“Millie, wake up, we’re getting to the ‘good’ awards!”
Best “Not a Bird” of the Year. This is an unconventional category to champion during this ceremony. One might even consider it a commercial break. I am more than happy to get on any kind of a boat that travels the New York waterways: a canoe down the Bronx River, a kayak in the Gowanus Canal (still on my To Do list), any of the multitude of ferries crossing the Hudson and East Rivers, the Circle Line Cruise, Working Harbor Tours, Open House New York boat outings, or the aforementioned Staten Island Ferry. But my favorite maritime excursion is the American Princess Dolphin and Whale Watching Cruise out of Riis Landing, Queens. Within sight of the Manhattan skyline, one can see dolphins cavorting through the wake of the boat, and the highlight of this summer was a Humpbacked Whale who, after breaching, enthralled us with at least 50 consecutive percussive tail slaps, telegraphing, “How’s it goin’?” to his cetaceous buddies near and far.
All photos: Keith Michael
New Bird of the Year. The two candidates for these two final prestigious awards are BOTH deserving of BOTH accolades: a Kirtland’s Warbler that appeared for a brief weekend in May right inside the 91st Street and Central Park West entrance to the park, and the famous Mandarin Duck, also of Central Park, which I obliquely championed in my December article for WestView: “Not ‘The Duck.’” The Kirtland’s is a small yellow and gray tail-bobbing bird famous for having been on the brink of extinction only a few decades ago. But after having its limited Michigan habitat and population carefully monitored, the species has recovered enough that one individual could make it to Central Park for the first time ever! Even though I saw it for only a few minutes, the Kirtland’s Warbler became my North American Bird Species #337 and I herald it as my New Bird of the Year for 2018!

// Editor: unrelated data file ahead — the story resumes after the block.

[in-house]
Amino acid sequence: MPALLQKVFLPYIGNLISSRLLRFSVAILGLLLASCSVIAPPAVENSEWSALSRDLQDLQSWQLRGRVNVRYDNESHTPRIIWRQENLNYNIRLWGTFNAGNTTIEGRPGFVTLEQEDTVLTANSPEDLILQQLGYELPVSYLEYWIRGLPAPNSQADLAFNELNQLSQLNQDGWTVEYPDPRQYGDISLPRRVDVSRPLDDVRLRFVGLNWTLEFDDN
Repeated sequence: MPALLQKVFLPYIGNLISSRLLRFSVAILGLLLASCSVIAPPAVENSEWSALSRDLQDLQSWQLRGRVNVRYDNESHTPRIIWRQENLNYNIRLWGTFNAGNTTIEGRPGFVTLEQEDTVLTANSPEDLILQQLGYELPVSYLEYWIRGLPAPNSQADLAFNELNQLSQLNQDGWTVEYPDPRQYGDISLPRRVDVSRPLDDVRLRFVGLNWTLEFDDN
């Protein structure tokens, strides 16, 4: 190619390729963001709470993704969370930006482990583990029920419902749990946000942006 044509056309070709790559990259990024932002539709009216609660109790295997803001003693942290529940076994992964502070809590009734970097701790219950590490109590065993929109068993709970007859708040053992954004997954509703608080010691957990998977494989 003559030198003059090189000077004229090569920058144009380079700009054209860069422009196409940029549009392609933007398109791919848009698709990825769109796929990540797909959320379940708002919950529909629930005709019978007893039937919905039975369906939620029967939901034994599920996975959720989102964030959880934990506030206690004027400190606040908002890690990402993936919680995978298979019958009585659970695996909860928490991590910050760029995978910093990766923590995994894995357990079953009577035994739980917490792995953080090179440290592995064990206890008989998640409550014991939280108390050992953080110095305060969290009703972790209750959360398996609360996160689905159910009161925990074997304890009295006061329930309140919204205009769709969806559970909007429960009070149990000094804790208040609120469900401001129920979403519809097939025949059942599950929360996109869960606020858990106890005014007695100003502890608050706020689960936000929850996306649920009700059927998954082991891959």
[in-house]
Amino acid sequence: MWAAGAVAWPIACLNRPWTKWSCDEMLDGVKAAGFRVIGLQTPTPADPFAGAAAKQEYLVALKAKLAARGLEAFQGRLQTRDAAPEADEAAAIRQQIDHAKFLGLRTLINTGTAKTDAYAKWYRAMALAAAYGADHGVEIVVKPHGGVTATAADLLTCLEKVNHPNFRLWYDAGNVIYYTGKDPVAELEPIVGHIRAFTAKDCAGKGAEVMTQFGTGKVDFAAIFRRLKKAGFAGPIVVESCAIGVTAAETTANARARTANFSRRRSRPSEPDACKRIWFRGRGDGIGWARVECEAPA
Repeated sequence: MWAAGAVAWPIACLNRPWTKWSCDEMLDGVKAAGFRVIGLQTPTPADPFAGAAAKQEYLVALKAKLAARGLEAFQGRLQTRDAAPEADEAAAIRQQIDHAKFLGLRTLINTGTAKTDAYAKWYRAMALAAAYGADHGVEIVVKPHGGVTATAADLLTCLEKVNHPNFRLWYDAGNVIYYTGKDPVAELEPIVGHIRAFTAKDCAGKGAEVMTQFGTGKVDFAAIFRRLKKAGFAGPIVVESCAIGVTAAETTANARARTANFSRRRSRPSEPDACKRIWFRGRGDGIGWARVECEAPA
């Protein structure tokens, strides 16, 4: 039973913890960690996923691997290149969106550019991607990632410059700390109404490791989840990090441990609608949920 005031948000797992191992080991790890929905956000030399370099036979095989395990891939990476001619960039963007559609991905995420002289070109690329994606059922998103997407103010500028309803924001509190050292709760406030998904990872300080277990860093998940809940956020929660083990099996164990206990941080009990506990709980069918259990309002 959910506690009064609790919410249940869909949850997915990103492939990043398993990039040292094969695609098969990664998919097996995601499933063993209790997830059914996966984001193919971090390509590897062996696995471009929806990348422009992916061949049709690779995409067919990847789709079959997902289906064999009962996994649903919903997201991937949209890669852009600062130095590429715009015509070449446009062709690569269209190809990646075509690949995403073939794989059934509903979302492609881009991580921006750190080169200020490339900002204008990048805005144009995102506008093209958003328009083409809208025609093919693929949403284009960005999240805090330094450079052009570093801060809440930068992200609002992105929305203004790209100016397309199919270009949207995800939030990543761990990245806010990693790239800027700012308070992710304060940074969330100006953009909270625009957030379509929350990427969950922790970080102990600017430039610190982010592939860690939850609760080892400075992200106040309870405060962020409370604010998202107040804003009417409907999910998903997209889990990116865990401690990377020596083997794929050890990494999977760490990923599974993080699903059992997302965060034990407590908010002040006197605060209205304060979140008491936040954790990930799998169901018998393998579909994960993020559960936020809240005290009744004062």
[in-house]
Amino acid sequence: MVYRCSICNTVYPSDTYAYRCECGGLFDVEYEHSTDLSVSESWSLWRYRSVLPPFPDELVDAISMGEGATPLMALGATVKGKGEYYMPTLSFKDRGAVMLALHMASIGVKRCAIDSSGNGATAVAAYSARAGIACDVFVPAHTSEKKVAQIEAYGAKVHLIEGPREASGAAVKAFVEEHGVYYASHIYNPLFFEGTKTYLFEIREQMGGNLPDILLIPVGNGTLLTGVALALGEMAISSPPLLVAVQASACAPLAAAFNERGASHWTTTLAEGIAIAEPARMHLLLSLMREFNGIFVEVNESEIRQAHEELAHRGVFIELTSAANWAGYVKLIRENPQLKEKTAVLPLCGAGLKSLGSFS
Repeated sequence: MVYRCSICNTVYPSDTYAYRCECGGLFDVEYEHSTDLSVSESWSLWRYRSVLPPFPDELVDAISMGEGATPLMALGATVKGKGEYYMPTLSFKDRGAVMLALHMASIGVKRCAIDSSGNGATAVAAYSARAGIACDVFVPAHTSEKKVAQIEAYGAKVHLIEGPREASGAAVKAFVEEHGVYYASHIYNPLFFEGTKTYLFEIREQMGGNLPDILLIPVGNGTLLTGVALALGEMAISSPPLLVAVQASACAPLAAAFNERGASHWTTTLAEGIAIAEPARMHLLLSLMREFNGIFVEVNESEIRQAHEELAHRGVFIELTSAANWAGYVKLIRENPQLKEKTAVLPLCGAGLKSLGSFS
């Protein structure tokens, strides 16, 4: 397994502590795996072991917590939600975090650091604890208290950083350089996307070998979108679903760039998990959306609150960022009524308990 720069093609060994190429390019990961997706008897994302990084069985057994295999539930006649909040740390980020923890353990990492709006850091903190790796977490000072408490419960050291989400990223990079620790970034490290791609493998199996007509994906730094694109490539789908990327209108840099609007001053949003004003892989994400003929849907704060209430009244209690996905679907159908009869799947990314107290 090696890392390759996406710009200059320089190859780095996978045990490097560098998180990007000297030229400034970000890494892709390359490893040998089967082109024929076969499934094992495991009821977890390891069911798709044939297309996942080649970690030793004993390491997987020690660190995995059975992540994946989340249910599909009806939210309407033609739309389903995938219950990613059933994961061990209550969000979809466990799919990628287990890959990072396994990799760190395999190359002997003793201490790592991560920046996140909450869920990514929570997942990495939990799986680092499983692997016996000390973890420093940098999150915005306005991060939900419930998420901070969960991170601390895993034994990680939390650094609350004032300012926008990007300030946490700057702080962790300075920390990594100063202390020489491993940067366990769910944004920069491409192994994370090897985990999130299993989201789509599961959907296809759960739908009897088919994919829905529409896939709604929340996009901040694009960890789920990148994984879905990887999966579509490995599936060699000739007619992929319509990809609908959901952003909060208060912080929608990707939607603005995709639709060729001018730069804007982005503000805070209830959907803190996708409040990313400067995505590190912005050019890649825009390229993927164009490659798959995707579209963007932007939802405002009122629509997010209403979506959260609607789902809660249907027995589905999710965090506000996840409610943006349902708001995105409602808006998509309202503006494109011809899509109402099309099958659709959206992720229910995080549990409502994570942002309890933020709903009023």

Bird of the Year. Like that other ambassador bird, the technicolor Painted Bunting of Brooklyn’s Prospect Park in 2015, this year’s unanimous winner of the Bird of the Year Award has it all: beauty, charisma, mystery, faithfulness to location and fans, and media-savvy photo ops. (You can still make a pilgrimage to The Pond at 59th Street and Fifth Avenue to see it!) Let’s give it up for the Bird of the Year: the flashy drake Mandarin Duck of Central Park. Stand up and cheer!
This concludes the 2018 Millie Awards!
May you see many birds in 2019!
Please visit westviewnews.org for more photographs of this year’s avian celebrities after the ceremony; visit keithmichaelnyc.com for the latest schedule of New York City WILD! urban-adventures-in-nature outings throughout the five boroughs; and visit his Instagram @newyorkcitywild for oodles of photos from around NYC.